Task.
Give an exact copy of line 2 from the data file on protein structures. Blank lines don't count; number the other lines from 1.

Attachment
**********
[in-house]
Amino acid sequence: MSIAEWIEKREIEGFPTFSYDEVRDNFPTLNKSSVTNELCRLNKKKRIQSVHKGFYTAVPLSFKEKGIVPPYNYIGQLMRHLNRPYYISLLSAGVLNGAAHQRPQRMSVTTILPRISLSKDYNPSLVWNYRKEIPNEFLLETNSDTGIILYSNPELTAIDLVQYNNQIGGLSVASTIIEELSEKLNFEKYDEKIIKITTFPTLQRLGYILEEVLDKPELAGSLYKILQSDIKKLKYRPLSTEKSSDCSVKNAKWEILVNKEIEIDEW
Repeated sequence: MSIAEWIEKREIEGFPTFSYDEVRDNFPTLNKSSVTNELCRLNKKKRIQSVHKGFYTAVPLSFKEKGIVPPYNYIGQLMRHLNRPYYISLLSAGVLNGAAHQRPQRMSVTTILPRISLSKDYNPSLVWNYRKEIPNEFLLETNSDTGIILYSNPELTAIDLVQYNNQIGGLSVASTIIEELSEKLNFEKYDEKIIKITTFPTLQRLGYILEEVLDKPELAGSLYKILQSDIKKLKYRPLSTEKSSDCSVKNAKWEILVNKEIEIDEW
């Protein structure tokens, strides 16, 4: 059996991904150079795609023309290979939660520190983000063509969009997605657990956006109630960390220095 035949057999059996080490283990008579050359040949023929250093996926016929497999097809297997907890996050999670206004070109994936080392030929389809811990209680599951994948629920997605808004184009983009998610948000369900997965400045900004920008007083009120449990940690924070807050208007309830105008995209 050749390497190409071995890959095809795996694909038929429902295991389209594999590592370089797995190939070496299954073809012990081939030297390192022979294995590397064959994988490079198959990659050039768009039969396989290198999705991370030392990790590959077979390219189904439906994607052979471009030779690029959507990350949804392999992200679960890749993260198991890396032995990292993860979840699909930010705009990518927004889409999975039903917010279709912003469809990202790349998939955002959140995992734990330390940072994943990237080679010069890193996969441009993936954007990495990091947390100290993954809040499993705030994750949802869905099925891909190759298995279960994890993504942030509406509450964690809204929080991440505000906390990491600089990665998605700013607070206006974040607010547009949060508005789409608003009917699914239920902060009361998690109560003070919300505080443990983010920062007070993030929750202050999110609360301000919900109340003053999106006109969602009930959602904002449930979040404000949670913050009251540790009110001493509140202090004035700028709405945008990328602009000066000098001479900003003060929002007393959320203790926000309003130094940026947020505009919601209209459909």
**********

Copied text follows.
Amino acid sequence: MSIAEWIEKREIEGFPTFSYDEVRDNFPTLNKSSVTNELCRLNKKKRIQSVHKGFYTAVPLSFKEKGIVPPYNYIGQLMRHLNRPYYISLLSAGVLNGAAHQRPQRMSVTTILPRISLSKDYNPSLVWNYRKEIPNEFLLETNSDTGIILYSNPELTAIDLVQYNNQIGGLSVASTIIEELSEKLNFEKYDEKIIKITTFPTLQRLGYILEEVLDKPELAGSLYKILQSDIKKLKYRPLSTEKSSDCSVKNAKWEILVNKEIEIDEW